TV writer Annie Weisman was captivated by Don Draper and Walter White, the two very complicated family men at the heart of “Mad Men” and “Breaking Bad,” when those ground-breaking characters were introduced nearly 15 years ago. Yet she yearned for more female-centric storytelling from both shows.
“I love ‘Mad Men,’ and I love ‘Breaking Bad,’ but I wanted to know about their wives,” says Weisman, creator and showrunner of Apple TV Plus’ “Physical,” starring Rose Byrne as a tormented young mother living in San Diego circa 1981.
Byrne’s Sheila Rubin, a disillusioned progressive afflicted by intense self-loathing and an ongoing eating disorder, is on a par with Draper and White for sheer complexity. And she’s easily the most conflicted of new wave of moms getting a share of the TV spotlight these days in shows ranging from “Mrs. America” to “Girls5Eva” to “Hacks.” They present an image of motherhood with more flaws than June Cleaver ever could have imagined.
All backed by streamers, the shows tackle knotty feelings about parenthood, gender roles and ambition in storylines that range from comedic to dramatic.
“I feel like there’s an opportunity to tell different kinds of stories,” says Weisman, whose past credits include working as a writer-producer on such series as “Desperate Housewives,” “Suburgatory” and “The Path.” “Women are in more decision-making roles in studios and networks and streaming entities than they were 10 years ago, and 20 years ago when I was starting out.”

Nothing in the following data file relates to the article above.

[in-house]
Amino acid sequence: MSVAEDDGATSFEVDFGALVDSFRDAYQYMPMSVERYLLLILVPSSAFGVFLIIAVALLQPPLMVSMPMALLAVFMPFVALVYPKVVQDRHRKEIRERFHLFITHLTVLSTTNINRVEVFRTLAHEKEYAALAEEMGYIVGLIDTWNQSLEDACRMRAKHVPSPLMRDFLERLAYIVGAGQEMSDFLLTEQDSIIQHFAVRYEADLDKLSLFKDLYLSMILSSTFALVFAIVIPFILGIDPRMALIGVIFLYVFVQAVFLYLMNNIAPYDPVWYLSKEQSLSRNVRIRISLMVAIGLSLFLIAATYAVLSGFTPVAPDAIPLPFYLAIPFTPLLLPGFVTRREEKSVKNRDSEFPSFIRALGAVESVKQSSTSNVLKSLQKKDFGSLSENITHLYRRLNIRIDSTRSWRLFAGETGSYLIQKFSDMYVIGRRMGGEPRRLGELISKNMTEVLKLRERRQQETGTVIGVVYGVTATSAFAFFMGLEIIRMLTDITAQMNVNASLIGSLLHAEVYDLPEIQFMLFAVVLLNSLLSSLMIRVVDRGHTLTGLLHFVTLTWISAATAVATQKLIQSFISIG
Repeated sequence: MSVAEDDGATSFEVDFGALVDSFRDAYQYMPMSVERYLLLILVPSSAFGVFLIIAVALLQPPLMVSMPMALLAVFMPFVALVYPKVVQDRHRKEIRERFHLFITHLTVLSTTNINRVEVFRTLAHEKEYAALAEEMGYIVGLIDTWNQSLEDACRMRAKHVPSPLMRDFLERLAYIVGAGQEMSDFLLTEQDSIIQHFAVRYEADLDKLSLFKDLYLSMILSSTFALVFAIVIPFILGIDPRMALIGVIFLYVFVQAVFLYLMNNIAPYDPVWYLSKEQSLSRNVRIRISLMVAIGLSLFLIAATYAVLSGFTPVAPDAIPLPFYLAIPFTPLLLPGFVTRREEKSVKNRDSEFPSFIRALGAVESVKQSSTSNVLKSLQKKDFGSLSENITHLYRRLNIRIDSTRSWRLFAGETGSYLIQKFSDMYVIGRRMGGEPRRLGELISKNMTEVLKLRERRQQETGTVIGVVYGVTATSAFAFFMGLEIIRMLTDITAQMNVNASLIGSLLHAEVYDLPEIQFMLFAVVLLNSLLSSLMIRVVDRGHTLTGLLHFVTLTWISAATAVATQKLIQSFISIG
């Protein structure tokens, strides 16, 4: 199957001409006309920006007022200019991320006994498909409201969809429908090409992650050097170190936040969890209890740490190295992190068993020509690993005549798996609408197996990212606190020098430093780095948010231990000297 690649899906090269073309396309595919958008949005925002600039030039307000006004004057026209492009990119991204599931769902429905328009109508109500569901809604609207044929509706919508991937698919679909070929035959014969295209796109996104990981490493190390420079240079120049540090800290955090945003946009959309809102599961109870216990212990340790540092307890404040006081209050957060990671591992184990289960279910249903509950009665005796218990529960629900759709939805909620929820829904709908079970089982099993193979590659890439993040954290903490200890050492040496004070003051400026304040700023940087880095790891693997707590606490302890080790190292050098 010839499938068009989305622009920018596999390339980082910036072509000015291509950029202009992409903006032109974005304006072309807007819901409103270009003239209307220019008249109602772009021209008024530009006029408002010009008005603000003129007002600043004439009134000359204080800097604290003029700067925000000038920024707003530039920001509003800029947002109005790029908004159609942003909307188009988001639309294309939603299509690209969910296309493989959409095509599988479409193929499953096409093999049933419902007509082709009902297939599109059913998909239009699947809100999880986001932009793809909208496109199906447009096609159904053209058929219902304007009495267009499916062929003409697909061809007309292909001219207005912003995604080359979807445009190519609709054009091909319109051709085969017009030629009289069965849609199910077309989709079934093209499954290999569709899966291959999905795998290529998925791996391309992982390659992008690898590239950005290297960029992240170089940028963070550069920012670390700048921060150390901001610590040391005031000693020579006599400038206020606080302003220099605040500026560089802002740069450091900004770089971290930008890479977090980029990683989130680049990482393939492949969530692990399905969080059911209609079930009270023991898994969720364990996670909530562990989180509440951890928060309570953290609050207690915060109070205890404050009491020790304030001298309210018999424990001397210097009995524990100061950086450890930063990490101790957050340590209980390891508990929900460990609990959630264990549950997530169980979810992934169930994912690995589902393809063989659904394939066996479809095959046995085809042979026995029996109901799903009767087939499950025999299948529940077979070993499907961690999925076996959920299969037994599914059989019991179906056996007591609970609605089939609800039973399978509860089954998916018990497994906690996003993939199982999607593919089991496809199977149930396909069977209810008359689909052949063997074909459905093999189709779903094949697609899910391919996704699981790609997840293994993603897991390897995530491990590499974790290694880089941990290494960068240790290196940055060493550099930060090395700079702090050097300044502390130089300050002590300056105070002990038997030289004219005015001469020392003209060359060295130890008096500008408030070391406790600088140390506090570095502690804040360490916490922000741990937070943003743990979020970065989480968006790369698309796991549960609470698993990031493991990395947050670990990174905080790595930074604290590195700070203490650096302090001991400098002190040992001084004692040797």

Whereas once a show might have focused on Sheila’s husband Danny (Rory Scovel), a professor turned local candidate, now it can spotlight his seemingly serene but roiling inside wife.
“In the first wave of really excellent television storytelling that came out, you see a lot of these really divided, complex men written by these complex male writers,” Weisman points out. “We want to tell stories from different points of view.”
A twist on Cate Blanchett’s Phyllis Schlafly in FX’s period limited series “Mrs. America,” Sheila ostensibly has an enlightened husband who is a former fellow Berkeley radical but she is still expected to shoulder childcare responsibilities for their young daughter even as she explores a career as an aerobics instructor at the dawning of the age of fitness videos.
Why? Because she’s the mom.
Byrne’s striped leotard on promotional imagery and the title of the series evoke a very particular time in America for those that lived through it: when Jane Fonda’s aerobics workout was all the rage and Olivia Newton-John’s lascivious “Physical” was a No. 1 hit. But it quickly becomes apparent the series is less upbeat than those signifiers might indicate: Over the course of 10 episodes, which began streaming June 18, we learn more about secrets from Sheila’s past and her husband’s obliviousness to some of her private struggles.
Weisman, who has struggled with her own eating disorder, didn’t want to airbrush Sheila’s dark side or her punishing internal voice, which we hear throughout the season. For her, it is key to conveying the character’s mental health struggles.
“I recognize that it can be painful to hear,” she says. “But it’s true to my experience of living with this kind of illness.”
Buoyed by the backing of women throughout the development process, she believes “Physical” will find an audience, but recognizes that the storyline won’t resonate with everyone. “I think when you don’t stand the edges off of things, you’re going to get some pushback,” she says. “I’m okay with that.”